A recent study published by the National Institutes of Child Health and Human Development has found that when teenagers ride in vehicles driven by impaired drivers, they are more likely to drive while drunk or high on drugs themselves. Although this is certainly an important statistic and one that certainly should be explored more in-depth, reports on the study fail to focus on the more immediate dangers -- teenagers riding with impaired drivers.
When trust in medical providers turns out to be unearned and a medical error is discovered, Pennsylvania patients have reason to be concerned and upset. These cases can involve many different problems including the wrong medication being prescribed, a missed diagnosis, surgical errors and more. Depending upon the situation, an individual healthcare professional can be held responsible and other times the potential responsibility is sharable between many parties.
In Pennsylvania and around the country, people seek medical treatment when injured every day. Some injuries may be treated easily while others can be more involved. When surgical errors occur, however, the increased complexity of such situations is tremendous. A single surgical error can lead to a worsened condition as well as out-of-pocket losses for the patient, highlighting the need for compensation for a victim.
With recent media reports indicating that medical errors are the third leading cause of death around the United States, it is no wonder that Pennsylvania residents are concerned. The need to seek medical care can arise at any time and patients want to trust in the safety of that care. Surgical errors may not always result in death but can still cause problems for patients and are one of the leading categories of medical errors or negligence.
The world of personal injury is extremely broad with a great number of types of injuries that can be sustained. Whether from a motor vehicle accident, a slip-and-fall, a medical mistake or something else, the result of such injuries can leave Pennsylvania victims needing long-term care and facing high medical expenses, often due to a permanent disability. In the world of medical malpractice, some common injuries can include brain trauma, birth injuries, surgical errors and more.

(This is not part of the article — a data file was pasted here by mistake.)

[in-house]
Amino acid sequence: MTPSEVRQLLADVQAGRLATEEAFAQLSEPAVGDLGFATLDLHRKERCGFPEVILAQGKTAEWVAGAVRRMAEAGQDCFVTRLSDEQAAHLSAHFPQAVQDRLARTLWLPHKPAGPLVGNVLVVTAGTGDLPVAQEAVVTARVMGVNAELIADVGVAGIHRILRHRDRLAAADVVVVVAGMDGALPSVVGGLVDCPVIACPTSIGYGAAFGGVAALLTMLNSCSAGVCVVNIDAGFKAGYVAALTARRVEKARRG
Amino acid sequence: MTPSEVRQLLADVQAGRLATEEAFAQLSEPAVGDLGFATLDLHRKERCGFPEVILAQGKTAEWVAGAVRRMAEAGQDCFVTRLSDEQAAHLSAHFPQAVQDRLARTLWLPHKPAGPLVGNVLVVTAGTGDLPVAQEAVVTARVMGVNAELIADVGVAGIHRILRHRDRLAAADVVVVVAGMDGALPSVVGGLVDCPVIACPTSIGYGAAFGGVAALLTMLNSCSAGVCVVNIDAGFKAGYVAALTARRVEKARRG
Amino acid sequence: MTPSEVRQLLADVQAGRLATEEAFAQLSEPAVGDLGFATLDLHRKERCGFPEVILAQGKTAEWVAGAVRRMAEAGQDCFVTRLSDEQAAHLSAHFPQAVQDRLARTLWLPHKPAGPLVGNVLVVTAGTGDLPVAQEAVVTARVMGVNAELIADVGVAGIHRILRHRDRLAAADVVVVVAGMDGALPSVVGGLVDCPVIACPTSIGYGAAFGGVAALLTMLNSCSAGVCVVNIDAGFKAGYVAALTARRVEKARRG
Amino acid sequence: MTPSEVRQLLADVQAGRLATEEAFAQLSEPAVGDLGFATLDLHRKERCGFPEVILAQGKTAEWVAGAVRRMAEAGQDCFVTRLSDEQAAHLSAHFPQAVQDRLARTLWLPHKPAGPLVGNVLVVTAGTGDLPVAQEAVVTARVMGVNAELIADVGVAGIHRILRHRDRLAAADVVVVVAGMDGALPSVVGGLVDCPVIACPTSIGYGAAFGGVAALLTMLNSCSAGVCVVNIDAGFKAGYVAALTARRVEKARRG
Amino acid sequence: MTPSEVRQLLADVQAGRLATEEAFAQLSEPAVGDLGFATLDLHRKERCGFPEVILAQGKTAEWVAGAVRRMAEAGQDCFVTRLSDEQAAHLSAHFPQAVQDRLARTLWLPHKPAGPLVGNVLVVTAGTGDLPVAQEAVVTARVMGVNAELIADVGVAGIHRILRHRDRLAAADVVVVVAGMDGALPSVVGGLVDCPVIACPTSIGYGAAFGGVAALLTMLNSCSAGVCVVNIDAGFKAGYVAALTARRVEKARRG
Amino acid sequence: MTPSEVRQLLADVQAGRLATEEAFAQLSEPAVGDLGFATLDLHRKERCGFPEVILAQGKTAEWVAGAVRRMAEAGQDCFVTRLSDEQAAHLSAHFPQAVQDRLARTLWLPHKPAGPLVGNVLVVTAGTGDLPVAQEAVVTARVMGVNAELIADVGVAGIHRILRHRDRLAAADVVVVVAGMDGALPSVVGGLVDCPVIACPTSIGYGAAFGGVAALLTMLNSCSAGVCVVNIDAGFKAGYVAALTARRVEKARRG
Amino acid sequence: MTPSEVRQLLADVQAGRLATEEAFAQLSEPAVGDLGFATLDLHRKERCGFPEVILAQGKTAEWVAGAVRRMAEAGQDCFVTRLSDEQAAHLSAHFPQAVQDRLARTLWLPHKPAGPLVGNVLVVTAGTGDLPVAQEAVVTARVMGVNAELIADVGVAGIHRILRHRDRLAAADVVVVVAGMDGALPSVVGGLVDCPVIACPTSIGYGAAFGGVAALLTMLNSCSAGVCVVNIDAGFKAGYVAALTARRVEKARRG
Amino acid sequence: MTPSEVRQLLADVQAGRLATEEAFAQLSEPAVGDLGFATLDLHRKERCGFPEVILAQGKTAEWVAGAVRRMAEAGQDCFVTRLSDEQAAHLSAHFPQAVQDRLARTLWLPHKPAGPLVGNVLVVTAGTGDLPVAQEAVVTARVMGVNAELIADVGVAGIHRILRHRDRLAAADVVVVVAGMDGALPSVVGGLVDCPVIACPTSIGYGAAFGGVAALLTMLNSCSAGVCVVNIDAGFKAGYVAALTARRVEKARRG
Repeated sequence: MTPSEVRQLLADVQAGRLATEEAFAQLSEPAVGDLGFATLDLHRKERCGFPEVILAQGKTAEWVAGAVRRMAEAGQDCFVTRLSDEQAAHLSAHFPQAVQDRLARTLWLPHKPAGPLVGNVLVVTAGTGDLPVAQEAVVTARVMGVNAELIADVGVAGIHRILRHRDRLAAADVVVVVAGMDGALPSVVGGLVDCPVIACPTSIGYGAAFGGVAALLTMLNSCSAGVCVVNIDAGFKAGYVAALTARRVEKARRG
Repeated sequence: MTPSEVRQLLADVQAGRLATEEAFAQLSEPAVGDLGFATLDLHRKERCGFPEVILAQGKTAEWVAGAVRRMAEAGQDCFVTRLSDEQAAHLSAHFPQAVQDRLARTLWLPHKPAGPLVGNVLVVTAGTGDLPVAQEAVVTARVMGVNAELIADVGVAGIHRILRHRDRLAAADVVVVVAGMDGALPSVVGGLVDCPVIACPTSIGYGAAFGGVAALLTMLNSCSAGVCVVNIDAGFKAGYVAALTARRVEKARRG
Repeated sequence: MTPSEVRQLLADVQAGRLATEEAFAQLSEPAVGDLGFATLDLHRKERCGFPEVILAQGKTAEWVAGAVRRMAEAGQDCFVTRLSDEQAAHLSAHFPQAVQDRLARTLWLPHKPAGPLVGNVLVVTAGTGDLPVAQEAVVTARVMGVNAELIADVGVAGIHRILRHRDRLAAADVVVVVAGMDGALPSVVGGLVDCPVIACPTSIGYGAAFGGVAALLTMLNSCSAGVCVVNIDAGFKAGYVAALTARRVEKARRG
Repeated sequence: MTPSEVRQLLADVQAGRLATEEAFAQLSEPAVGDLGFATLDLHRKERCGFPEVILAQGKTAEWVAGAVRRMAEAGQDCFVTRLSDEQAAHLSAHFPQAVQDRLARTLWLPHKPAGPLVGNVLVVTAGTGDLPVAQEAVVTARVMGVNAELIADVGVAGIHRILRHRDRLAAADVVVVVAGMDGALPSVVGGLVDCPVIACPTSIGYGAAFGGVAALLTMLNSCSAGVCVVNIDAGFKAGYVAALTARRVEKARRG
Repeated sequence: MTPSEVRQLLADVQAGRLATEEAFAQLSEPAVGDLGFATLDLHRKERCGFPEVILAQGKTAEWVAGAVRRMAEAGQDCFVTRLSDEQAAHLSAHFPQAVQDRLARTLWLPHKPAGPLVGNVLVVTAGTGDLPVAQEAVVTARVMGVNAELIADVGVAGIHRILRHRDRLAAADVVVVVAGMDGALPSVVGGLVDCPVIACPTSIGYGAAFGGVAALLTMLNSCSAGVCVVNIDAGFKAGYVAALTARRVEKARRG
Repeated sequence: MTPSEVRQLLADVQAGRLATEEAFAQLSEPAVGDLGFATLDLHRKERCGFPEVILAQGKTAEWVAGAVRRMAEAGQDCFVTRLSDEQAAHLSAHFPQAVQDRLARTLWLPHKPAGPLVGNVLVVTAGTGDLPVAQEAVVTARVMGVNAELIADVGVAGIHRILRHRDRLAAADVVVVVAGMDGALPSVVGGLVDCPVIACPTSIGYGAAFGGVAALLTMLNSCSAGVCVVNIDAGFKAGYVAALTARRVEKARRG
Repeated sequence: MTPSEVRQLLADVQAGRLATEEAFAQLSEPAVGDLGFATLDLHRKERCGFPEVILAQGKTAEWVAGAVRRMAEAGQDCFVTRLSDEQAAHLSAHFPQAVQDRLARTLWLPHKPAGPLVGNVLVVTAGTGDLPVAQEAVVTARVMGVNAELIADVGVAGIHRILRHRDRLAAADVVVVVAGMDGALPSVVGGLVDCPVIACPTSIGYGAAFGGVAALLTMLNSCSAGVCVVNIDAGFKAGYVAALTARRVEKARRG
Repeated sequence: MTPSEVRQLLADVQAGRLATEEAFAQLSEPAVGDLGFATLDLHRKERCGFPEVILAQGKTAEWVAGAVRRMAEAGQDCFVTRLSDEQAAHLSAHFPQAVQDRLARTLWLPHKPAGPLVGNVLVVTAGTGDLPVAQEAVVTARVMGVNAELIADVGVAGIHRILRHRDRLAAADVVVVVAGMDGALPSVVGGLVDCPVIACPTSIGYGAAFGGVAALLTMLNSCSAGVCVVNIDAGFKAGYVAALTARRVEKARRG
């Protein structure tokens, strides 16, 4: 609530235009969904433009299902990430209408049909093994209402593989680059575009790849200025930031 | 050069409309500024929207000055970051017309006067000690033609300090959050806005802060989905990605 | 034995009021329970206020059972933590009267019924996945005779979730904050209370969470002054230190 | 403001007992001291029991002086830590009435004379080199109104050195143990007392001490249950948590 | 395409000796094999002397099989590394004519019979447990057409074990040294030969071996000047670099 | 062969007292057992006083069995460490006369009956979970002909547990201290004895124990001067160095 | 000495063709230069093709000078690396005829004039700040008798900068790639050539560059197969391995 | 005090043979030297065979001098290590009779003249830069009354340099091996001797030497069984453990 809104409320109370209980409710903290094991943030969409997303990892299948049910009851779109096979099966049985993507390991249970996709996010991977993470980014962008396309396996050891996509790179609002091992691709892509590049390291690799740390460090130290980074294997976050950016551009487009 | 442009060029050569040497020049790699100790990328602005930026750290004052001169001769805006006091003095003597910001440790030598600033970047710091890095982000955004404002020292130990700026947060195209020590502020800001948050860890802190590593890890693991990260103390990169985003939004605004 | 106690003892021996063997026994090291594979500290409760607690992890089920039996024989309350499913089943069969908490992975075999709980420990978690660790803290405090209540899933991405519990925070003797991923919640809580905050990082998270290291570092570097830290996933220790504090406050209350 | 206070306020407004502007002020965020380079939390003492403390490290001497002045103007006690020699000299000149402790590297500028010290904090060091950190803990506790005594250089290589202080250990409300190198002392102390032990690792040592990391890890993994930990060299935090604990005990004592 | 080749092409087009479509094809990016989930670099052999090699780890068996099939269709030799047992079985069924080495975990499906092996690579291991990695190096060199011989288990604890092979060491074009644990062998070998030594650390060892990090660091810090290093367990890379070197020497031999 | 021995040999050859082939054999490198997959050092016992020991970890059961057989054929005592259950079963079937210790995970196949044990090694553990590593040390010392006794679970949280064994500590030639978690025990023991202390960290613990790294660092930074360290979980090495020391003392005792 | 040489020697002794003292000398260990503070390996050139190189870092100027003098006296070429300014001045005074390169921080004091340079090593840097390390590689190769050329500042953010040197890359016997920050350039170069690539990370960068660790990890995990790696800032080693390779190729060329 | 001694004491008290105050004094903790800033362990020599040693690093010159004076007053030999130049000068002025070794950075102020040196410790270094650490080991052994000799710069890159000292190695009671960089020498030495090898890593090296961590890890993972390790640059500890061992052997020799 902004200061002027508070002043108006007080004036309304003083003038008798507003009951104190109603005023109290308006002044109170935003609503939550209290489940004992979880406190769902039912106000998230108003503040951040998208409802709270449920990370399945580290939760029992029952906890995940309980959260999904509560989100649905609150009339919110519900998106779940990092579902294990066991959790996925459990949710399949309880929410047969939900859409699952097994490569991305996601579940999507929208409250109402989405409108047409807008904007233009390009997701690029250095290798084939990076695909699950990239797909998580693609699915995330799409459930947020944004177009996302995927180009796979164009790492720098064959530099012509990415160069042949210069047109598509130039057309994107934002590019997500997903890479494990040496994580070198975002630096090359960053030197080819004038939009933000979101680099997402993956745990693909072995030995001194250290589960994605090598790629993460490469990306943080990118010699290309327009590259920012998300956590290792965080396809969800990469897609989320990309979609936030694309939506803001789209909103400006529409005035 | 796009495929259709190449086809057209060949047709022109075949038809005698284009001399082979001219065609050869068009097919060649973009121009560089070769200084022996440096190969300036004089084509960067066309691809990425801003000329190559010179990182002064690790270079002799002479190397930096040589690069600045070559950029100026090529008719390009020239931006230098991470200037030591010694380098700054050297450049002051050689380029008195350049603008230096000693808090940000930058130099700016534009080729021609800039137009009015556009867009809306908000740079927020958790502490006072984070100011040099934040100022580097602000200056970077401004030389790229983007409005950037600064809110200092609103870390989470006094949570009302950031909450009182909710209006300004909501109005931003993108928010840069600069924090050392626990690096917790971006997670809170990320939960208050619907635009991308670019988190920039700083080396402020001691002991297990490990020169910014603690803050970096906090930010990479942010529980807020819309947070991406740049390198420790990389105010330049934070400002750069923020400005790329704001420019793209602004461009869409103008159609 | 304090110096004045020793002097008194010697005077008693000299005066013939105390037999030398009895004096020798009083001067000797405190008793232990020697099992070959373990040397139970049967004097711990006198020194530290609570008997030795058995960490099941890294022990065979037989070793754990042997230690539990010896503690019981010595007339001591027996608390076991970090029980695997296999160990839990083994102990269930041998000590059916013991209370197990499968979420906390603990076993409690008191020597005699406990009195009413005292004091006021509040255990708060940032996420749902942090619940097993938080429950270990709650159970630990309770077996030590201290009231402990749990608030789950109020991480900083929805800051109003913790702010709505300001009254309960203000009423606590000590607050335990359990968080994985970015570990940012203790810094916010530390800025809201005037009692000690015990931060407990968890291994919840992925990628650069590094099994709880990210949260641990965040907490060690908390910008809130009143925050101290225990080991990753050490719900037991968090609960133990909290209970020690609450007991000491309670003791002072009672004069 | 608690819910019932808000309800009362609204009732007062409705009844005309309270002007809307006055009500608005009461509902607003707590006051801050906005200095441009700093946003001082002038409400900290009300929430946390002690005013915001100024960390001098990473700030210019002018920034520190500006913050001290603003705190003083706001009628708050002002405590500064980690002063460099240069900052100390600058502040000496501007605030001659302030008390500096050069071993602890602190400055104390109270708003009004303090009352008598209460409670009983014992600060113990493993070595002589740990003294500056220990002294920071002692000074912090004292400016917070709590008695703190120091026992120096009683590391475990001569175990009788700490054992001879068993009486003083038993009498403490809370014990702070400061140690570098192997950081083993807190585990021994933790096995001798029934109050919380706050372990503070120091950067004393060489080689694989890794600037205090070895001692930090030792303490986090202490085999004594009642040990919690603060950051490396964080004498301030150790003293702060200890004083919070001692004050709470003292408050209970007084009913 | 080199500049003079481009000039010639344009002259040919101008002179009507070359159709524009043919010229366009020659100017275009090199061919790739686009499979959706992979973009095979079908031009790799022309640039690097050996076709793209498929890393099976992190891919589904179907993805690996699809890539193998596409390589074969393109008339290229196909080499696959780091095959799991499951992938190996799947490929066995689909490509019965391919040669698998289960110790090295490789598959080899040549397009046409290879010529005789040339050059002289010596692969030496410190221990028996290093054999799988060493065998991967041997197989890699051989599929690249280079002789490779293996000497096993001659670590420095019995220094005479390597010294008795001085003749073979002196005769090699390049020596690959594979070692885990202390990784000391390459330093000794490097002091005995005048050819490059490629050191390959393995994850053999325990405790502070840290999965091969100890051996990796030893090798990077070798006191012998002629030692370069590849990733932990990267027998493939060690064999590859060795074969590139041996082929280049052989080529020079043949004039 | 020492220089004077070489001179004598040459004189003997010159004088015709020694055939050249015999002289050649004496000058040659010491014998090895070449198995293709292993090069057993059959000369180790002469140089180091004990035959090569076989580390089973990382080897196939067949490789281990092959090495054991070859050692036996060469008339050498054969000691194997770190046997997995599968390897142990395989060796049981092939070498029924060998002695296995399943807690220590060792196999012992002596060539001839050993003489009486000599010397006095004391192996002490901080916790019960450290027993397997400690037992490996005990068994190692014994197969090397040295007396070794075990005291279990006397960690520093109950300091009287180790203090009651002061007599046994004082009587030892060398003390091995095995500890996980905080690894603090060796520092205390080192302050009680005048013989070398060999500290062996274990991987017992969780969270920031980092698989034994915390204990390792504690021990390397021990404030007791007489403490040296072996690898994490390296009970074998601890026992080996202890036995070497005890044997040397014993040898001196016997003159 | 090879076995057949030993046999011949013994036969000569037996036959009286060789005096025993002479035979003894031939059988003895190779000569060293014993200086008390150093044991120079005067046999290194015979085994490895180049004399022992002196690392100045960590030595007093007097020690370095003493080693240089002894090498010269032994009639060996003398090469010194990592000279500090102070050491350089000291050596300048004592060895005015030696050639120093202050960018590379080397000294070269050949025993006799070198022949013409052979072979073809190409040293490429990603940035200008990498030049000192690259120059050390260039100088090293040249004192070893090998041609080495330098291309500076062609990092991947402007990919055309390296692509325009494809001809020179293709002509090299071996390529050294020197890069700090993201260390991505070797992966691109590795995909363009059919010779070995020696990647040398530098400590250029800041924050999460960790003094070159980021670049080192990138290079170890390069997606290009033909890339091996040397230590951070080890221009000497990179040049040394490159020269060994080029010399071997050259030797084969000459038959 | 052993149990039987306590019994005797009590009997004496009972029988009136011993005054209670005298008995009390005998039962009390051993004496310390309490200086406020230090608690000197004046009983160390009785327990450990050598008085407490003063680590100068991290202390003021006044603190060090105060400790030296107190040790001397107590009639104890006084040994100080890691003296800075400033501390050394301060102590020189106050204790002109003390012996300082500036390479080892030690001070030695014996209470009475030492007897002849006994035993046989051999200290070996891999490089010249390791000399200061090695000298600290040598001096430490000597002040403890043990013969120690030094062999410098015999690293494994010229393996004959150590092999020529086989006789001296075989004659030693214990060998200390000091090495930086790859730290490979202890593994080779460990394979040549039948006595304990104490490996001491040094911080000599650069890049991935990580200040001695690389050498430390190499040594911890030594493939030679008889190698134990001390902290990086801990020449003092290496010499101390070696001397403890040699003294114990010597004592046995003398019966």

This week, we are covering the story of a 21-year-old man from a small town in south-central Pennsylvania. The young man was in a serious car accident at the end of November and he is still recovering from his injuries. Though he was the driver in a single-vehicle accident, the injuries he suffered, the medical debt he has accrued and the time it has taken to recover are all similar to those of victims in car accidents caused by negligent drivers. While this young man likely cannot file a personal injury lawsuit, anyone who is hurt by another driver likely can.
The impact of a traumatic brain injury is something that all Pennsylvania residents should be aware of. Brain trauma can result from many different situations including sports injuries, car accidents or falls that happen at work, when recreating and in other situations. The need to seek proper and prompt treatment for any form of brain injury is paramount to the long-term health of the victim.
Stories involving surgical errors are often sensationalized in the media to the point that residents of Pittsburgh don’t believe it could actually happen to them. Surely, their physician wouldn’t perform a wrong-site surgery and amputate a leg. Many surgical errors never hit the headlines, however. Patients suffer from a wide variety of post-op problems that can be prevented such as sponges or equipment left inside of the surgery site, dangerous drug combinations and uncontrollable bleeding.
Cerebral palsy is not a birth defect; rather it occurs after a traumatic brain injury during birth. In other words: it is preventable. This is what a first-time mother learned after researching the condition that doctors told her that her newborn son would probably suffer from cerebral palsy.
Robotic surgery is often touted as a better alternative to traditional surgery, giving doctors greater visibility and precision which translates to smaller incisions and less pain and discomfort for patients. Unfortunately, that is not always the case. Surgical errors still occur when a physician uses a robotic devise to perform various procedures.